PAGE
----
Qatar voted against the Russians. The GCC country weighed up its interests and preferred to stand with the US and its allies. The energy crisis in Europe resulting from the war could potentially allow the Qataris to increase their LNG exports. However, it is unclear until now whether this could in practice take place, as the Qataris had announced earlier that their production and export capacity could not currently be extended to meet Europeans’ growing needs.
However, Doha might be looking for an opportunity to mediate between Russia and Ukraine, drawing upon its good relations with Western partners while maintaining a window of opportunity for containing Russian anger, which could harm the small country’s national security given the strong relationship between Russia and Qatar’s neighbour Iran.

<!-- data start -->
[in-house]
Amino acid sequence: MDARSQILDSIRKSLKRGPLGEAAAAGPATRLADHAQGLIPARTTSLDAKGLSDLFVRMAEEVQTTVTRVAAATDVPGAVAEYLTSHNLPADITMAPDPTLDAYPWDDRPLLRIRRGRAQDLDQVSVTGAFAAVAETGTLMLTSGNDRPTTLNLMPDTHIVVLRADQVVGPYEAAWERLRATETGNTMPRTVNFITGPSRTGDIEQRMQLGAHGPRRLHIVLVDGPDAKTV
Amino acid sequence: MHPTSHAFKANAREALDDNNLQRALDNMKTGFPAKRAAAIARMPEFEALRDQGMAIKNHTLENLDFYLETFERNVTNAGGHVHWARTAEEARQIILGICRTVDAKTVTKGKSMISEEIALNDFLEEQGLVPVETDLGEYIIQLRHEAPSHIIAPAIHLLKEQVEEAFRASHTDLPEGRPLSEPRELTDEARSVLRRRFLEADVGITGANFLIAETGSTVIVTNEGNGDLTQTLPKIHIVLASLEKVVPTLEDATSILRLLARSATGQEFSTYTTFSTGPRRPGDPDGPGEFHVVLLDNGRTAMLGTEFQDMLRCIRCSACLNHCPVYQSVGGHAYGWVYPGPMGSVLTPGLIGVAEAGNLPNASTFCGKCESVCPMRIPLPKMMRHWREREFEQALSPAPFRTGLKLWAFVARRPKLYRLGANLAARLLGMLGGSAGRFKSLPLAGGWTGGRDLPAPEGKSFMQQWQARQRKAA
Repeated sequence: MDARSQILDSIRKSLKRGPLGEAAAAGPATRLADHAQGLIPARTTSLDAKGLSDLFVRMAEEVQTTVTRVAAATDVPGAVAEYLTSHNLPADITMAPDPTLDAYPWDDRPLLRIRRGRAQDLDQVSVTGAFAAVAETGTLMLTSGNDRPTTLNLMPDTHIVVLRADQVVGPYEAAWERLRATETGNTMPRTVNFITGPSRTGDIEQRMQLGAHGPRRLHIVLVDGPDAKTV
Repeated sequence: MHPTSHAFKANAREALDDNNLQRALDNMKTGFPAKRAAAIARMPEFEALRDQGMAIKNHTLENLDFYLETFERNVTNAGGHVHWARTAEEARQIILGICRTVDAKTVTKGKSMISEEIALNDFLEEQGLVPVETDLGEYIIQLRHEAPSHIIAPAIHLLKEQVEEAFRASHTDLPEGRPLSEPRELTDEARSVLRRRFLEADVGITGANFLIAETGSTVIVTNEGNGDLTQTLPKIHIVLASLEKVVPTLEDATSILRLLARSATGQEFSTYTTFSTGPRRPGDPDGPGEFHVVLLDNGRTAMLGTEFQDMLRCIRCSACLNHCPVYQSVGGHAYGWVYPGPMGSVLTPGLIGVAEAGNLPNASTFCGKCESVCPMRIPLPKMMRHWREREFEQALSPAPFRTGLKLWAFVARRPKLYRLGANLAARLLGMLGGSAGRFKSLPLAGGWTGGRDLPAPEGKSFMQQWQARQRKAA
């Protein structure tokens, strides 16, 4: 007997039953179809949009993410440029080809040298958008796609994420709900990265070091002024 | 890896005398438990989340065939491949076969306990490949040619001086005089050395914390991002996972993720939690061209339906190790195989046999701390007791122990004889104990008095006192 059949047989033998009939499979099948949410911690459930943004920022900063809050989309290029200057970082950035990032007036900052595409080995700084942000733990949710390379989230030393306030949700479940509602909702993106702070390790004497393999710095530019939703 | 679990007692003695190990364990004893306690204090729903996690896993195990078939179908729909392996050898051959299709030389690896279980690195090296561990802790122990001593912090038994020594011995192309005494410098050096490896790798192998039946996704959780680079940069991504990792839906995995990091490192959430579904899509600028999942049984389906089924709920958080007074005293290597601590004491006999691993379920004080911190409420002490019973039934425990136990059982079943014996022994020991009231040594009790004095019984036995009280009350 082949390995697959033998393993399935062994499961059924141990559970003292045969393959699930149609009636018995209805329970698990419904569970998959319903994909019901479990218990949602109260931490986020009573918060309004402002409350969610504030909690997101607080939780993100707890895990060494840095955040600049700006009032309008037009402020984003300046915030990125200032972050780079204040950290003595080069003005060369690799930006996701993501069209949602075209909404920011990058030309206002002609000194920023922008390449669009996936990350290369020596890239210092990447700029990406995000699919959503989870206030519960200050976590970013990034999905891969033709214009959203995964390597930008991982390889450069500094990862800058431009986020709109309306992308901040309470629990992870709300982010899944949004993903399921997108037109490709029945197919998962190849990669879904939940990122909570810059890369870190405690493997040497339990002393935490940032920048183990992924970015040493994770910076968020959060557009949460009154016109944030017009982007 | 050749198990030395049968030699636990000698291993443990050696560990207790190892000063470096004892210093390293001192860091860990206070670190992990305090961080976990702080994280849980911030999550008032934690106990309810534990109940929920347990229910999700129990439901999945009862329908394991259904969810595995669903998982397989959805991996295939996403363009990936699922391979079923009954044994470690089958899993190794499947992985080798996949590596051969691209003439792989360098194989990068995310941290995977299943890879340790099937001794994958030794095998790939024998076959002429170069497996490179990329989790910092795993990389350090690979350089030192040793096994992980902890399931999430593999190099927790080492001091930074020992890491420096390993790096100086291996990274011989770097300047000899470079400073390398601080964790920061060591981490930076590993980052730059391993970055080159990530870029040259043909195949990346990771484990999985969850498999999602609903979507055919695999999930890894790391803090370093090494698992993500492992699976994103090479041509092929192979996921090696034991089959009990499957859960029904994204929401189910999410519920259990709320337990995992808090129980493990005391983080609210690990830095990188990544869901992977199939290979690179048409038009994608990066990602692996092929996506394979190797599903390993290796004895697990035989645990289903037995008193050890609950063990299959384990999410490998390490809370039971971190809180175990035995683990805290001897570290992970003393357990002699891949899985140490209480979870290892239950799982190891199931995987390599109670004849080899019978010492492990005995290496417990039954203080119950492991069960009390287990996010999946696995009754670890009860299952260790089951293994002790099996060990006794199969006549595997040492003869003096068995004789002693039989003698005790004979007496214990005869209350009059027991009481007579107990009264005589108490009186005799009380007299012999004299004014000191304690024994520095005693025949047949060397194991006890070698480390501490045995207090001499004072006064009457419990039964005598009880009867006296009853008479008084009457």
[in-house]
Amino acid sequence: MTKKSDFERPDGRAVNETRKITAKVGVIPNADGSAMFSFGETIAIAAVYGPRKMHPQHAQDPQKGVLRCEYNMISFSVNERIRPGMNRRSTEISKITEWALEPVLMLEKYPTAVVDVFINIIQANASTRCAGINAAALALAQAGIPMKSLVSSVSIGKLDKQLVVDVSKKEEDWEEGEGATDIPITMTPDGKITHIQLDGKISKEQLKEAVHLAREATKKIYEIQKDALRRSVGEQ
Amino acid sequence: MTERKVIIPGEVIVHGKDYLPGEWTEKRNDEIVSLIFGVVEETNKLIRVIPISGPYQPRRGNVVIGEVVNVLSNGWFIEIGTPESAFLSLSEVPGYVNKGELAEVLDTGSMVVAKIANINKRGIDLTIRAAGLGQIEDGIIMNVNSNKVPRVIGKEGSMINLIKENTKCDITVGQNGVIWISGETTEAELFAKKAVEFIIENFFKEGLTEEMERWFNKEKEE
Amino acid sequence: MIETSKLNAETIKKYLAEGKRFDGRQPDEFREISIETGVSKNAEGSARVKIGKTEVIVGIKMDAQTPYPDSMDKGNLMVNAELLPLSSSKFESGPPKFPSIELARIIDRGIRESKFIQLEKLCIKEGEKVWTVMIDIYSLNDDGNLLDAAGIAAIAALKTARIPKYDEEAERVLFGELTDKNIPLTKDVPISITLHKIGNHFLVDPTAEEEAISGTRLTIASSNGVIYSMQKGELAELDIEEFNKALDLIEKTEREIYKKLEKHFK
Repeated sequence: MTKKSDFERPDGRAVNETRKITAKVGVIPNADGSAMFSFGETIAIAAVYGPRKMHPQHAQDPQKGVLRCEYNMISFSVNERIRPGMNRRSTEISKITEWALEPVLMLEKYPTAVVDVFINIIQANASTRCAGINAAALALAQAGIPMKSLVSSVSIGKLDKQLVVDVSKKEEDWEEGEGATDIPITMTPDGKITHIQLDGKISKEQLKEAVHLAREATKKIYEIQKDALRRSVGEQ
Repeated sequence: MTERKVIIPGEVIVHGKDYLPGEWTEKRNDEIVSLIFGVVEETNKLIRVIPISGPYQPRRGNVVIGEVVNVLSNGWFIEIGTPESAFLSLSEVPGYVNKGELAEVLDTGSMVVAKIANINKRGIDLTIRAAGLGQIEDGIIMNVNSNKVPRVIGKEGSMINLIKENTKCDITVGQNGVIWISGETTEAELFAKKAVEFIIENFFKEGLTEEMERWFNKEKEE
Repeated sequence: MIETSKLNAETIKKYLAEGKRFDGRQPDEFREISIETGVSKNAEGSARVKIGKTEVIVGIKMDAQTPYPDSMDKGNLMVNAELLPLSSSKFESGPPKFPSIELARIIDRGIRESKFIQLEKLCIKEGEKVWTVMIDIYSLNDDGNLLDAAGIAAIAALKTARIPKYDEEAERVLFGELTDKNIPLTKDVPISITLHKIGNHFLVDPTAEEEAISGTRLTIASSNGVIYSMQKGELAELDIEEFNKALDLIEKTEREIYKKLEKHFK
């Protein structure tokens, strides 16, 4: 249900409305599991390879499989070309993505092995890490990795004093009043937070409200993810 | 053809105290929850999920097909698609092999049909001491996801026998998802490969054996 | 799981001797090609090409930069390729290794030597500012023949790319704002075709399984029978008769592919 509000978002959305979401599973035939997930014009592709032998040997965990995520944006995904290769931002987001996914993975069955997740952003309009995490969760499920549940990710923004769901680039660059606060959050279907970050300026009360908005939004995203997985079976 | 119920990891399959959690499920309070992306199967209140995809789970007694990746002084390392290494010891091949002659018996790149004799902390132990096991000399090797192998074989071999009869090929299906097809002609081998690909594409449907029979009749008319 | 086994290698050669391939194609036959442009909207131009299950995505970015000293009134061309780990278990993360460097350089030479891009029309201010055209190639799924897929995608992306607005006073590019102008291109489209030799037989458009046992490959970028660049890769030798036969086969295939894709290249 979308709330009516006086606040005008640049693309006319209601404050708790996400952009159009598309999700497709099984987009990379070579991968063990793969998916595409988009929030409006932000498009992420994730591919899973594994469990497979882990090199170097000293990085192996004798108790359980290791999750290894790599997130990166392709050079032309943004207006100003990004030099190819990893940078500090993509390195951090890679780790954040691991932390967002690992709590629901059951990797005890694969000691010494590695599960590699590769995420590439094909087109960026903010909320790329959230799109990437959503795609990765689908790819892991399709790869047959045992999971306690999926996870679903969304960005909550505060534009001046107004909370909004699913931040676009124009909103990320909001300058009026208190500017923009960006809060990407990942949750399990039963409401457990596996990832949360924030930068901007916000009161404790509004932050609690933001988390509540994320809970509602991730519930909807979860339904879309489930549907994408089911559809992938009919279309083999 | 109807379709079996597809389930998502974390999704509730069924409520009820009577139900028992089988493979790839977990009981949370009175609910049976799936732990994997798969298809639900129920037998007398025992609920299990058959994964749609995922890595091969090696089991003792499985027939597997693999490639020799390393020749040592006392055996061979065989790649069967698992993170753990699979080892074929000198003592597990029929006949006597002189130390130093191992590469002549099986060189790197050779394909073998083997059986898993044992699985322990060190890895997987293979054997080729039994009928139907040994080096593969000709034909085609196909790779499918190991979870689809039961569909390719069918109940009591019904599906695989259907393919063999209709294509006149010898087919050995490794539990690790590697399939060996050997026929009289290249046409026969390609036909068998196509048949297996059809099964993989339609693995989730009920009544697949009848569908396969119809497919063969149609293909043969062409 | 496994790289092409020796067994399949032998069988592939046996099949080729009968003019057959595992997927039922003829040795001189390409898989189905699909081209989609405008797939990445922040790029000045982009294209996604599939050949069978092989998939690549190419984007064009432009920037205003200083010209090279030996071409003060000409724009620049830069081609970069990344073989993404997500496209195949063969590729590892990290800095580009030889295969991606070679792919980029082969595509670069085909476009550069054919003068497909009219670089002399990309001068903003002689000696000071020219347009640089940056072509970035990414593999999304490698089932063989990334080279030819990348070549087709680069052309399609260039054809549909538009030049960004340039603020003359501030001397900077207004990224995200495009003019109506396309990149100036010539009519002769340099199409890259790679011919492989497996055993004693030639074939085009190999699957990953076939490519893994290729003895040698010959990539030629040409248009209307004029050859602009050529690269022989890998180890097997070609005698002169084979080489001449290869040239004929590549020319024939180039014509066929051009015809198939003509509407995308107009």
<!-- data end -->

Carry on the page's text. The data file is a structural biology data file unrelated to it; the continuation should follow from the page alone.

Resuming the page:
Libya voted to condemn the Russian aggression on Ukraine. The war-torn country preferred to send a message that foreign military intervention – something which it has already suffered for years – is against any law. The country's grain market will not be affected by the Russian-Ukrainian crisis in the short term, as its wheat reserves are sufficient for more than a year.
Wheat imports from Ukraine represent only 20% of Libya's total grain imports. The North African country consumes 1mn tonnes of wheat annually, and imports only 200,000 tonnes per year (tpy) from Ukraine. The country could approach other options if the crisis in Ukraine continues and its government proposed to establish a grain bureau to provide a strategic stock of wheat in the country.